LinkedIn does actually retain some good uses — publishing original content to your professional network, commenting on others’ content to let the world know of your continuing existence and even creativity, enabling a headhunter or hiring manager to locate some good candidates for a specific position, and some other uses. And when I do get the occasional real invitation with an actual message, it makes me all the more appreciative due to its rarity, sometimes causing me to actually send back an “anti-snark” message, thanking the invitor for having taken the few seconds to send a real message and expressing my pleasure at connecting, thereby producing some genuine goodwill at both our ends!
@Dan: Thanks for enumerating some of the good uses of LinkedIn. I use it all the time to look up people I’ve heard about or people I’m about to communicate with through some other channel. I use LinkedIn messaging only when I have to — it’s cumbersome.
You nailed the problem: “…used by recruiters and jobseekers to ‘get the word out’ on their needs.”
Think about that. Imagine your boss gave you a project to do. Rather than do it, you “get the word out” about what you need to do. And wait for someone to do it! That’s how most employers and recruiters (and job seekers) use LinkedIn. This notion that all we have to do is TELL people we’re looking for a match so we can wait for a match to appear is just goofy.
Also: “you’ll get your numbers up and it’ll look to the world like you know all kinds of people… for, uh, some purpose which we haven’t quite figured out….””
LinkedIn’s purpose is very clear: To boost the size of its database so it can market it. It doesn’t matter what’s in the database, how useful it is, or whether it pays off for customers. LinkedIn has succeeded in selling the idea that “everybody’s in there,” and the cash keeps flowing in. While HR complains there’s a talent shortage, HR keeps shoveling the cash into LinkedIn.
Love your blog and thanks for all you do.
I have had mixed results from messages from strangers on Linked in. I have in the past gotten some good work opportunities but recently it seems more garbage.
I recently was contacted by a Junior recruiter for Fortune 500 aviation firm located in East Hartford CT about a position. I said I was interested and promised to be contacted by a senior recruiter in the next week. Two weeks later followed up and was advised that they had some “Restructuring”, and would be contacted.. guess what never happened.
Was also contacted by this guys https://www.linkedin.com/in/jasonpottinger/ underlings and got the Process. They said Mr. P saw my profile and wanted them to contact me to see if I was interested in joining their organization. After a few phone calls they arranged a call with their “Business Development” manager. From him I found out it only cost $12K to join their fantastic organization. My BS sensor was triggered at which time I thanked him for his time and said good bye.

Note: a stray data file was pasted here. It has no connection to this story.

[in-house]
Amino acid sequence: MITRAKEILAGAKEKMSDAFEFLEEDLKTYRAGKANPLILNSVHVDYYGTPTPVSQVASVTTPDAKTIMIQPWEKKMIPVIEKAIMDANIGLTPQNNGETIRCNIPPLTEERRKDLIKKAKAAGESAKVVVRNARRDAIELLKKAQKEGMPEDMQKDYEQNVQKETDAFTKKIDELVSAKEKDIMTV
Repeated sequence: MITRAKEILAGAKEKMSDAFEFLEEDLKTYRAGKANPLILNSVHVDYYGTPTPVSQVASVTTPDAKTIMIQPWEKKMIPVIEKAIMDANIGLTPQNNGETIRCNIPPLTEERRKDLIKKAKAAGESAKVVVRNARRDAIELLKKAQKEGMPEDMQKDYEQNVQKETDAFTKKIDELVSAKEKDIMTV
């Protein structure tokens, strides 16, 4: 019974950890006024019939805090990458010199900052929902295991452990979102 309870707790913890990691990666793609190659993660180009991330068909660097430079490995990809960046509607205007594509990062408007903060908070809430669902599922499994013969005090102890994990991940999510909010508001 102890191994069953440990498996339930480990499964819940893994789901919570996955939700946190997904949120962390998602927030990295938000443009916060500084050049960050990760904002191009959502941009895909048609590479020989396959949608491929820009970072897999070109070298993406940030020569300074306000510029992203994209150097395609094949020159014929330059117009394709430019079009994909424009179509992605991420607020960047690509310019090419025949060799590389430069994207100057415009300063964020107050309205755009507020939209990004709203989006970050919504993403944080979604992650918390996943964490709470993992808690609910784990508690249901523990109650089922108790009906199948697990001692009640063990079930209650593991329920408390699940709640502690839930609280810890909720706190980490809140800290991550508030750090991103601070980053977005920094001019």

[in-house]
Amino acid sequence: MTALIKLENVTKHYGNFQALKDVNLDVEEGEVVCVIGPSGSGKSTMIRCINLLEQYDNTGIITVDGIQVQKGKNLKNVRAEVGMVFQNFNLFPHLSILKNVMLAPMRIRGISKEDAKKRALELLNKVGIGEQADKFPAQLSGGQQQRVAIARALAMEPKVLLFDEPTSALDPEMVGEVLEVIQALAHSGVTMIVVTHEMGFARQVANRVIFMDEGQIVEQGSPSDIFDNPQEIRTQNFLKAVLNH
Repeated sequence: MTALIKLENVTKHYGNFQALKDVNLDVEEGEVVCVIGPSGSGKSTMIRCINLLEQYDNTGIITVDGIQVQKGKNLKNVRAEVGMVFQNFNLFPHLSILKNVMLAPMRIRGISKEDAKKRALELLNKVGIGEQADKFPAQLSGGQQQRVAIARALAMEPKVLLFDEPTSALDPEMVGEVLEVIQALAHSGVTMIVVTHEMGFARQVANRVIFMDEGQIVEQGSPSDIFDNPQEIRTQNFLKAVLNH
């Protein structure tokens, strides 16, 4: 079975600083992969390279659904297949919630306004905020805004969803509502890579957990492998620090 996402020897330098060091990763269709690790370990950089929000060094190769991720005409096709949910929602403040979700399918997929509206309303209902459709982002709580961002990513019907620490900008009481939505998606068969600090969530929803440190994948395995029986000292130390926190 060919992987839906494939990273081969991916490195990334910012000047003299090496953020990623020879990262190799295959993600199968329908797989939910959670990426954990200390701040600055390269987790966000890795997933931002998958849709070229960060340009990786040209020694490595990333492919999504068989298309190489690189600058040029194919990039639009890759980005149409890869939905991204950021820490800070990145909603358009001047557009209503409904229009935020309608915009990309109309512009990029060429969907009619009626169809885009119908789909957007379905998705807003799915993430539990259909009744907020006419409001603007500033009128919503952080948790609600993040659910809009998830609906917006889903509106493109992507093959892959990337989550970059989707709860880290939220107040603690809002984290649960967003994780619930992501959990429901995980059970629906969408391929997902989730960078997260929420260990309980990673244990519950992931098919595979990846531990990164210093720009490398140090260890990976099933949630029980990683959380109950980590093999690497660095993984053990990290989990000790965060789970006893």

From these two recent experiences, I would have to say the “Linkedin” brand is severely tarnished.
@Bruce: Thanks for another example. LinkedIn will claim it’s an anomaly, but you can find these throughout the system. Data dumpster describes it. What’s astonishing is that just as LinkedIn tanked, Hoffman and Weiner unloaded it on Microsoft for a bundle.
After my husband changed his interests on Linkedin from private to public, he was contacted and is still receiving emails from recruiters/head hunters. Now, he’s in IT so I do think that does make a difference but out of this experience he has received a job offer with a company. He is still negotiating salary (per Nick’s suggestions after I sent them to him :)) but he has had nothing but success using Linkedin even when he wasn’t looking. It’s not always a bad thing…
I could write a novella length comment about what I think of StinkedIn but as I’m currently on mobile I’ll just say this much for the moment…LI had *one* redeeming feature, and that was the little stat at the bottom of each job page showing how many people had applied for that job. Even as I quit applying for jobs there, I still liked to peek at the occasional job just to see how demand/supply is going in this job market. Evey single job in my field would routinely have over 100 applicants minimum, many had over 200, and some had 500+. I’d see this and ask is this really what full employment looks like? Well, two weeks ago I noticed they have pretty much killed that feature. It still shows up on a few random posts but that’s it. Now, why on earth would you remove this feature? My guess is that anyone with a brain who saw that there were already a huge number of applicants would pass on applying…so LI’s promise to employers of “get hundreds of applicants per job posting” wasn’t being met. Dumb.
As I said, I only used it to gauge the job market. Indeed recently did the same thing (where I was also seeing 100+ applicants per job). Why keep us in the dark here? Maybe things aren’t as good as they’re sayin’…
Oh, and I finally did what I said I was contemplating doing over in the “Age discrimination” post, I *deleted* my profile picture as I got fed up with voyeuristic dopes checking me out. Happened just the other day when some “vice president with over twelve years’ experience” stalked me for no reason — which makes me ask just what the heck is “over twelve years?” Is it thirteen years? Then why not just say thirteen years??? Reminds me of a child who when asked their age replies with “I’ll be nine in April!” StinkedIn is more like a game of tetris, i.e., a pointless waste of time (at least with roulette there’s a 0.00001% chance of your ball landing on your number).